Properly Acclimating Fish

Bringing new fish into your tank is always exciting and you want to ensure everything goes well without damaging the newcomer in any way. You will be surprised to know there are actually clear steps to follow in order to acclimate your fish properly and doing something wrong can hurt or even kill the fish.

Acclimating Fish

Follow these rules and everything will go well, even if you are a beginner:

  • Never put fish in a tank that is not cycled. It does not matter how big, small, resistant, or sensitive the fish; it will never have a healthy life in these conditions. Once you set up your tank, wait a few weeks before you start to introduce the fish to the new tank. In this way you will know the water does not contain any harmful substances and the fish will adapt in a matter of hours.
  • Do not bring a new fish home in a transparent container. When you bring the new fish home, you have to make sure nothing will damage them on the way. A stress factor can be the natural light and in some cases this can be fatal for the fish. Instead of bringing them in a transparent container, place the container in a paper bag that will not let natural light pass through. You can remove the paper bag when you are in your home in artificial and moderate light.
  • Turn off the aeration in your tank. While you transported the new fish, it did not have high levels of oxygen. Being placed in a tank with high oxygen levels can shock the fish and cause death. Don’t worry—this will not affect the other fish in any way.
  • Put the container (or the bag) with the fish into the tank, without opening it. If you open it, the fish will lose its oxygen reserve very quickly. This is meant to help the fish adapt to the new surroundings, but also change the temperature of the water to a suitable one. You can leave the container in tank for 30 minutes or until you are sure the water in the container has the same temperature as the water in the tank.
  • Open the container and put some water from the tank into the container. Of course, you will only put a small quantity of water, as the water parameters are probably very different and the fish needs time to adapt. Repeat this every five minutes, each time adding a little more water from the tank. When you see the bag is almost full with water from the tank you can let it flow in the tank for 30 minutes, to make sure that the fish is completely adapted.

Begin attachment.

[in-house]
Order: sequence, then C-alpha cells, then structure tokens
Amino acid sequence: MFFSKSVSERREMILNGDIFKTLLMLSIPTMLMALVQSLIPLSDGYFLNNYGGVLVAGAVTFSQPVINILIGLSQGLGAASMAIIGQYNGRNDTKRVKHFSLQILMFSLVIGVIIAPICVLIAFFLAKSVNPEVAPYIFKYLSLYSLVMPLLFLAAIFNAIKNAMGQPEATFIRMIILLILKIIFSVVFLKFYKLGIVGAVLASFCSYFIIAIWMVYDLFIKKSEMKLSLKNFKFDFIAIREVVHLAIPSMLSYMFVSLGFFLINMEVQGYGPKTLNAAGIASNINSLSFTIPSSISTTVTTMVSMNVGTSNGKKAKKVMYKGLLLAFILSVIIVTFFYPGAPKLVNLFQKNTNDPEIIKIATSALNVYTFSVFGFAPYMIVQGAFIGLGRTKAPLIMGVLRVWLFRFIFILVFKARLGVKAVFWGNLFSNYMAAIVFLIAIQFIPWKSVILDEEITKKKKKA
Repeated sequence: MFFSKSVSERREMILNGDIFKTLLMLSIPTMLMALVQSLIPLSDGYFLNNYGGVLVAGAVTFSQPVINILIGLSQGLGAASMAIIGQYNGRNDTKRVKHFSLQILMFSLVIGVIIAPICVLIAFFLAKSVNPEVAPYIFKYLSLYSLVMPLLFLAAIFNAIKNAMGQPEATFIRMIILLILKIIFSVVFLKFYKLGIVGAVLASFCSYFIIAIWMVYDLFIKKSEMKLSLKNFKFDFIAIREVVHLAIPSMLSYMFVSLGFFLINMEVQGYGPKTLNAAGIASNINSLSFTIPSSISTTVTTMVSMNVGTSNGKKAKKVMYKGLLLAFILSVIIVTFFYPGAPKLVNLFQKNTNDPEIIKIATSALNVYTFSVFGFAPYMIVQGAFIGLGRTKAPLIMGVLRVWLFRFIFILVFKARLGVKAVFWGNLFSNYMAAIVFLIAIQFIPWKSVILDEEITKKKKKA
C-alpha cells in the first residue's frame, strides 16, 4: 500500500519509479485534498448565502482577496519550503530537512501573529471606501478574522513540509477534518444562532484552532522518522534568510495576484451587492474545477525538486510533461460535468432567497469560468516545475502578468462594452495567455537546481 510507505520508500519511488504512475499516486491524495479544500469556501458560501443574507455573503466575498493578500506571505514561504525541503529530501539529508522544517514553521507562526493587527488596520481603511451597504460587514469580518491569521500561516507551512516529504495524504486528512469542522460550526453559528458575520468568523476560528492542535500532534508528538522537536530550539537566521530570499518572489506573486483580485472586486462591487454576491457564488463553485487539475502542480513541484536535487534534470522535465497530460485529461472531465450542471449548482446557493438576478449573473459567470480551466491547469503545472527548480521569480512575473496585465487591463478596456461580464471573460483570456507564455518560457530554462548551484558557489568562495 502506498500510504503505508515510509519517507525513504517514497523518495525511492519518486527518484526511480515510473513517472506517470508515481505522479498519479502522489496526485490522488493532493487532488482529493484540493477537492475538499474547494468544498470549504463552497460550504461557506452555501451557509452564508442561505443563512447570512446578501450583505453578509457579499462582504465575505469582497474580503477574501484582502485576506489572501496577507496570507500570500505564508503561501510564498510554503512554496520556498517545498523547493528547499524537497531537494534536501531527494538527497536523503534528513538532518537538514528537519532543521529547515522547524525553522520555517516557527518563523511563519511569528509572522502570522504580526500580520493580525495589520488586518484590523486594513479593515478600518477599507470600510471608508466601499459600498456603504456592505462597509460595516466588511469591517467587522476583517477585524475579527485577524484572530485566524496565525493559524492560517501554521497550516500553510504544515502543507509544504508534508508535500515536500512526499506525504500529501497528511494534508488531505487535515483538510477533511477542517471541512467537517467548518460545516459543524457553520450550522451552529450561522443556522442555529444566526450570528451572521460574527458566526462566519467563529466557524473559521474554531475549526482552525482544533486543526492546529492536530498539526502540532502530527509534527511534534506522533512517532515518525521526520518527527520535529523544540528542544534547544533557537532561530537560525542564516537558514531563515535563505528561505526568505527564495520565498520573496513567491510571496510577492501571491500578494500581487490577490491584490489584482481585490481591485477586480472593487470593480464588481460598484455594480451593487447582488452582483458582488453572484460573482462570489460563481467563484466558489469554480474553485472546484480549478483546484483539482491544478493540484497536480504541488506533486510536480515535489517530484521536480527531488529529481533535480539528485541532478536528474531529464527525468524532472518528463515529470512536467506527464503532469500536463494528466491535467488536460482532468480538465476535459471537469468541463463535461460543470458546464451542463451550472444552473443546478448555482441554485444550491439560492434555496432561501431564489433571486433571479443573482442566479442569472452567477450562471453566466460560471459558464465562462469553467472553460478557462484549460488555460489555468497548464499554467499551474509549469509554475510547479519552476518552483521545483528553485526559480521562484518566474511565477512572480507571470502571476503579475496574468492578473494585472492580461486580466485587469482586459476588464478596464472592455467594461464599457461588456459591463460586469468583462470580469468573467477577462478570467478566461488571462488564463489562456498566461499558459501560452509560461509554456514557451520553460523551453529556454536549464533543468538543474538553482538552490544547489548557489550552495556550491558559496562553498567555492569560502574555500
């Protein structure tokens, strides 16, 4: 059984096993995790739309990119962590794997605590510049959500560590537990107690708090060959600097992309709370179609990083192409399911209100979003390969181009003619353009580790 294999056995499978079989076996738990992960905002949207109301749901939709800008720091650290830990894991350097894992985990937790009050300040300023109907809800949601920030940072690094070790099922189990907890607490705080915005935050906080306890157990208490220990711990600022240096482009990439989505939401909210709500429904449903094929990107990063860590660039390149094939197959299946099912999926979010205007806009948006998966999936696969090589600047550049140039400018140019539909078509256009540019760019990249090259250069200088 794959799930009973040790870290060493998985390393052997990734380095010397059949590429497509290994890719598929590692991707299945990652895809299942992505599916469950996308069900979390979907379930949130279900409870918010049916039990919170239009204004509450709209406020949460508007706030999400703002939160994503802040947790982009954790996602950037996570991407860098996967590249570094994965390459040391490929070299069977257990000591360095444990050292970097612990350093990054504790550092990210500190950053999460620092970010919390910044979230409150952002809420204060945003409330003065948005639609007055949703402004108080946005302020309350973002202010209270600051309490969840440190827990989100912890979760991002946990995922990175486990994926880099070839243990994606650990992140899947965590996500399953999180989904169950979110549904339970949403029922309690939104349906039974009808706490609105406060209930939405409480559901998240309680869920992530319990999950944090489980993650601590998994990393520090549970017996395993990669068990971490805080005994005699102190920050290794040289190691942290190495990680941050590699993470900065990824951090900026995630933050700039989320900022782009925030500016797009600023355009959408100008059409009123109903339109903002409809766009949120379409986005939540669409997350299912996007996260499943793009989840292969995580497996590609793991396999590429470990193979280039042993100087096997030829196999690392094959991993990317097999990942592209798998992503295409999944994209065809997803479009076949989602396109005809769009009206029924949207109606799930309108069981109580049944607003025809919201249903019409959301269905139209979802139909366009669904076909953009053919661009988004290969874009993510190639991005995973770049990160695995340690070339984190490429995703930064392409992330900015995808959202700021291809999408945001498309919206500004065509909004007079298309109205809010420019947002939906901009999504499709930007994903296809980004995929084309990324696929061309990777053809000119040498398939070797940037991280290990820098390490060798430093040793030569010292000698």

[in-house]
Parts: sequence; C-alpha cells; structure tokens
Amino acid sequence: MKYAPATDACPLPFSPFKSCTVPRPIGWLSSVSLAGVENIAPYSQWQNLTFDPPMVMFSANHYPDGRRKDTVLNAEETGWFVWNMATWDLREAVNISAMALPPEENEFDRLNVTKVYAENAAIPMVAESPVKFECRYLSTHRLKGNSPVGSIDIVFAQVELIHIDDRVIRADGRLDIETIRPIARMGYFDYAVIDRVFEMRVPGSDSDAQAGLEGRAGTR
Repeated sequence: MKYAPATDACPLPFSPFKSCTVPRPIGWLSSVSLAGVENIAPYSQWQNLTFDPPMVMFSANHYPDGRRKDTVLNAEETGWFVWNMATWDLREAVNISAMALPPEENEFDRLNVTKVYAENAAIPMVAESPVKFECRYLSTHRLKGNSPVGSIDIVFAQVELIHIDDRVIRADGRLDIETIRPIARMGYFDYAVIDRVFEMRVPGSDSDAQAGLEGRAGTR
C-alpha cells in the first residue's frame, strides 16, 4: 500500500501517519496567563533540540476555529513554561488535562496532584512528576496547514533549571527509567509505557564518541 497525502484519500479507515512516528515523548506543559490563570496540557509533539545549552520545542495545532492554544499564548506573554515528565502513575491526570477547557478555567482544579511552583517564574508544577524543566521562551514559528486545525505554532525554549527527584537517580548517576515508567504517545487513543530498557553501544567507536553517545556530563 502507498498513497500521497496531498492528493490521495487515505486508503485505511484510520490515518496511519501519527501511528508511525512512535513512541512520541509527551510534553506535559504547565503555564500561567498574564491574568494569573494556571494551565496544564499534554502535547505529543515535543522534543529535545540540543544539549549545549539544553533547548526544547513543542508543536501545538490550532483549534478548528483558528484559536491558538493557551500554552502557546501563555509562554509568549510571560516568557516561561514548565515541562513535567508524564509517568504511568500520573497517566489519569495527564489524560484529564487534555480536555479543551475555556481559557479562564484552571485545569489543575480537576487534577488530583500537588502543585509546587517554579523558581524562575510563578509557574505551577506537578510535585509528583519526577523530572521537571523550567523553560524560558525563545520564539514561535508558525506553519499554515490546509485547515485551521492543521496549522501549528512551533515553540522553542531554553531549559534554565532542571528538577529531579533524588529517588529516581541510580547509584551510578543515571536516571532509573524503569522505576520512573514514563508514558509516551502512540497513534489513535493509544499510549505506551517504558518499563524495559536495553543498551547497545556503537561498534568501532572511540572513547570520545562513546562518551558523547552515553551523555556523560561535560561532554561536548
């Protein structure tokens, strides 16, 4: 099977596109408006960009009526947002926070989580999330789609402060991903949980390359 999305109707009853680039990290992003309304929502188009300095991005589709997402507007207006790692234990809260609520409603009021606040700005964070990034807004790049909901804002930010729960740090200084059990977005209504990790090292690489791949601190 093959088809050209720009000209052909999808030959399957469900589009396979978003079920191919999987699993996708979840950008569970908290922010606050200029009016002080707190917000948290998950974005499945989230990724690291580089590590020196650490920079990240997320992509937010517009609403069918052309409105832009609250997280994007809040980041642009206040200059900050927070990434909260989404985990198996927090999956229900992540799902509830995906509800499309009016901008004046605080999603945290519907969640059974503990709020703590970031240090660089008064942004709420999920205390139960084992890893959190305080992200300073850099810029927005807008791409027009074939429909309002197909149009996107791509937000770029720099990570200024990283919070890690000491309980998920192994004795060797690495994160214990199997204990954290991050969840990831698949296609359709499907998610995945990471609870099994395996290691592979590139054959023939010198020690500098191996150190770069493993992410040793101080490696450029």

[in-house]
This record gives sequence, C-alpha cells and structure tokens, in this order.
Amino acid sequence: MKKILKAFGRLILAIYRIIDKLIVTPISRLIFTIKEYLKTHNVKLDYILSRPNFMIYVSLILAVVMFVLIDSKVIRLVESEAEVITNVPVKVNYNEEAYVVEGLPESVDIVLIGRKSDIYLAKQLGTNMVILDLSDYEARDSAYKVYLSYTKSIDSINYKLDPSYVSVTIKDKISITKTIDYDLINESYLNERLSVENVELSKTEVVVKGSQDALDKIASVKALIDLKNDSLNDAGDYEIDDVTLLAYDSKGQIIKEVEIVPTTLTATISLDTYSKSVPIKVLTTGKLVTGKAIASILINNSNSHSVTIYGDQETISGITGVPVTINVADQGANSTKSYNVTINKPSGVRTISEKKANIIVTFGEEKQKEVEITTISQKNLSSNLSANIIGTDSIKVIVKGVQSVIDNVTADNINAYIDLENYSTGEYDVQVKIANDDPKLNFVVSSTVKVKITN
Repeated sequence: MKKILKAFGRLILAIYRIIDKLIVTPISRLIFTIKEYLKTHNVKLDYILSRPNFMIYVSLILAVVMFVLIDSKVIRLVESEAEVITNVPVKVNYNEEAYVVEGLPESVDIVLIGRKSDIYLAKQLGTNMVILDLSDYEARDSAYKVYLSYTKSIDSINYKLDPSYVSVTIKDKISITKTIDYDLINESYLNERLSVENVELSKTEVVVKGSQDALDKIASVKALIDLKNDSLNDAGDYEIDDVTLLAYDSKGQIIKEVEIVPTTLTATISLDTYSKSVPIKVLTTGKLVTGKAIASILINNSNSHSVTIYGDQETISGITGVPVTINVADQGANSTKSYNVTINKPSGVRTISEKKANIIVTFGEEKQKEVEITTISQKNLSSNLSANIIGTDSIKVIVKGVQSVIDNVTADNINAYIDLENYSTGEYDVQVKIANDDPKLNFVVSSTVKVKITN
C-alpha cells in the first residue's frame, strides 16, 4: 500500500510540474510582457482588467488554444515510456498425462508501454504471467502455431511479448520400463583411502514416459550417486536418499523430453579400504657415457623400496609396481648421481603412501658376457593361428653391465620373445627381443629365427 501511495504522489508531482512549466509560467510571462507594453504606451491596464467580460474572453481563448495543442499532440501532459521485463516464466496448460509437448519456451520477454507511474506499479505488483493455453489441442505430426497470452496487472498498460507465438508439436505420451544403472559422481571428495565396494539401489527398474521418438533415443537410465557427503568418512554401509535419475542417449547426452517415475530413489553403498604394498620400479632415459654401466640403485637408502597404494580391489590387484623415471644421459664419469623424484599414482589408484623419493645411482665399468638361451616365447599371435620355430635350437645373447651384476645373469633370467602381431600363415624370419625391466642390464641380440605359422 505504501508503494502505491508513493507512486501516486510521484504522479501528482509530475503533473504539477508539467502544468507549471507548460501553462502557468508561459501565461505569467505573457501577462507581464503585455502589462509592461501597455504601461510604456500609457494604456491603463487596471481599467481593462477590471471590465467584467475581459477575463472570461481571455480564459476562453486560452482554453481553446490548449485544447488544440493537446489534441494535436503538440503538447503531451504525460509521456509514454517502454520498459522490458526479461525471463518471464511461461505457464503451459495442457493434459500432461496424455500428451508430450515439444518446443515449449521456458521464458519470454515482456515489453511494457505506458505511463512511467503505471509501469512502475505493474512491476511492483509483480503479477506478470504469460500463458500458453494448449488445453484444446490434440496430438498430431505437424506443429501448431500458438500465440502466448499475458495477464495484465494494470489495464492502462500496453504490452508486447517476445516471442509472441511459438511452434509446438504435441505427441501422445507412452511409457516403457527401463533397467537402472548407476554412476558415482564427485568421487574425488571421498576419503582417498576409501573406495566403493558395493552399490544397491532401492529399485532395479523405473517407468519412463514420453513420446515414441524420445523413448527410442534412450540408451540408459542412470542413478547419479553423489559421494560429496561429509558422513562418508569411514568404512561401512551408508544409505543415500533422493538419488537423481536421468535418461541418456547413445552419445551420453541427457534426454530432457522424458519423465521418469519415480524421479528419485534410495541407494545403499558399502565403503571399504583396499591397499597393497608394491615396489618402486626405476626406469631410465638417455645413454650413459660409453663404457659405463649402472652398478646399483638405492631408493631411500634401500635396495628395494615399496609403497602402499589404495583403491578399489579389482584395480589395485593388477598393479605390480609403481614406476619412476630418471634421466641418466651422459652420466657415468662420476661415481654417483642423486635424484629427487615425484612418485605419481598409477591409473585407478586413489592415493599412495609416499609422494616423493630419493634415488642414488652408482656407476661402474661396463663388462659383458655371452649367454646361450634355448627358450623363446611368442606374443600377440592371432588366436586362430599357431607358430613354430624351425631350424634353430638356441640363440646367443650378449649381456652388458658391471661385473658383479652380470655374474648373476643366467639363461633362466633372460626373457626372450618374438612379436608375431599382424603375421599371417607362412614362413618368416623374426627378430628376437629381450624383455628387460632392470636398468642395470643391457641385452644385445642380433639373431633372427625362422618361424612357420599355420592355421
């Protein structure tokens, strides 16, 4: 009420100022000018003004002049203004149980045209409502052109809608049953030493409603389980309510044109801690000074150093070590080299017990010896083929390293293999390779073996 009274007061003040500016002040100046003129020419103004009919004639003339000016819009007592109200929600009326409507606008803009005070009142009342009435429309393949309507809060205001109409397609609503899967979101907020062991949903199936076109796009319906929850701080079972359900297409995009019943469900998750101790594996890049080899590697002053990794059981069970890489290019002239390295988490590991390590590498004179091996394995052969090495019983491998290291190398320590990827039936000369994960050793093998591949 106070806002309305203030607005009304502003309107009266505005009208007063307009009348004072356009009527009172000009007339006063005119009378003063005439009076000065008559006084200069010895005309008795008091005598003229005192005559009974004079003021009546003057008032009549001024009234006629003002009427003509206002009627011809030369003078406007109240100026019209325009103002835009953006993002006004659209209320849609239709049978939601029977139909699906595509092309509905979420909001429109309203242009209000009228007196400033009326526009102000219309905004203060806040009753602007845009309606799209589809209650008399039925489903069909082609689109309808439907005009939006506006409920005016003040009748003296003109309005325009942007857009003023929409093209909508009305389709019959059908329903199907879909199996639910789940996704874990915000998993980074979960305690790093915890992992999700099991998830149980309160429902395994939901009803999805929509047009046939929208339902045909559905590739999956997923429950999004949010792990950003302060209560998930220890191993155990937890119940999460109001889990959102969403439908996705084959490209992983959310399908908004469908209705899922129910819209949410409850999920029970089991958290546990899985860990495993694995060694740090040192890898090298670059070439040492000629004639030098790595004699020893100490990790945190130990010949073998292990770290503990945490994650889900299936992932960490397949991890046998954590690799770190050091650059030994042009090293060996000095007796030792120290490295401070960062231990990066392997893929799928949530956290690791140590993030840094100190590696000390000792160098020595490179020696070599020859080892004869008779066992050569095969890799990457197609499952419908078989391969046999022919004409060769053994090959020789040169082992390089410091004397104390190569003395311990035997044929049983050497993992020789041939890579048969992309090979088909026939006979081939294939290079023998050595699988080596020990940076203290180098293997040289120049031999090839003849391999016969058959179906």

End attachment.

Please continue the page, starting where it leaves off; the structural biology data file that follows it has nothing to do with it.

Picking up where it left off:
• After 30 minutes, when your fish is already used to the new conditions, net the fish out of the bag and release it into the tank. Make sure not to mix the water in the bag with the one in your tank, as you never know what kind of parasites or bacteria it can carry. In general, it is better to avoid bringing anything from another tank unless you the water is clean and the equipment used in that tank is not infected.
  • Keep an eye on the fish; most of the time everything goes well from the first day, but you still have to pay attention to this fish for a period of time. It might not get along well with the other fish you have in your tank or it may not get enough light or space to swim. If you notice a change in the behavior of the fish, it means something is wrong and you should discuss the issues with a professional.


It is easy to take care of your fish once settled in a new tank, as long as you know what conditions and types of food is needed. Make sure to only feed the fish as needed, as too much food can destroy the chemical balance of the water. Also, too much light will make algae appear, and it is quite a struggle to rid your tank of it.

Have fun, enjoy your tank, and remember you can always ask for advice!

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